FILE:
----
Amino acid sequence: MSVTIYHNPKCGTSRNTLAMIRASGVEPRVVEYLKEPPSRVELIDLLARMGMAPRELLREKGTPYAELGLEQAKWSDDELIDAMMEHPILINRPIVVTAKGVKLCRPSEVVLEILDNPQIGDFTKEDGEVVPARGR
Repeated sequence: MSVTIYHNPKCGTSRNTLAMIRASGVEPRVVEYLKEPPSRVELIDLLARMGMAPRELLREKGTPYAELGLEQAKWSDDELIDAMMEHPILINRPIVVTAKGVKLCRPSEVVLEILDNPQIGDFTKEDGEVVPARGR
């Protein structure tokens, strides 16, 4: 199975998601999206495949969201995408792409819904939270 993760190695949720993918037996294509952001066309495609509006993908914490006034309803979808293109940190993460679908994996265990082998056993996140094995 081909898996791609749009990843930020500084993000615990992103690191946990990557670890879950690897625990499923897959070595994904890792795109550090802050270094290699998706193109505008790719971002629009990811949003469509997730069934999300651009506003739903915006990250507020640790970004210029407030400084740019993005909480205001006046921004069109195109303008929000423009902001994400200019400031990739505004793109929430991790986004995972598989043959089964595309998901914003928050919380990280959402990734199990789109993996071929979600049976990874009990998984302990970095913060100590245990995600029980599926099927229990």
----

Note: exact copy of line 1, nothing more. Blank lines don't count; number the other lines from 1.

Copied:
Amino acid sequence: MSVTIYHNPKCGTSRNTLAMIRASGVEPRVVEYLKEPPSRVELIDLLARMGMAPRELLREKGTPYAELGLEQAKWSDDELIDAMMEHPILINRPIVVTAKGVKLCRPSEVVLEILDNPQIGDFTKEDGEVVPARGR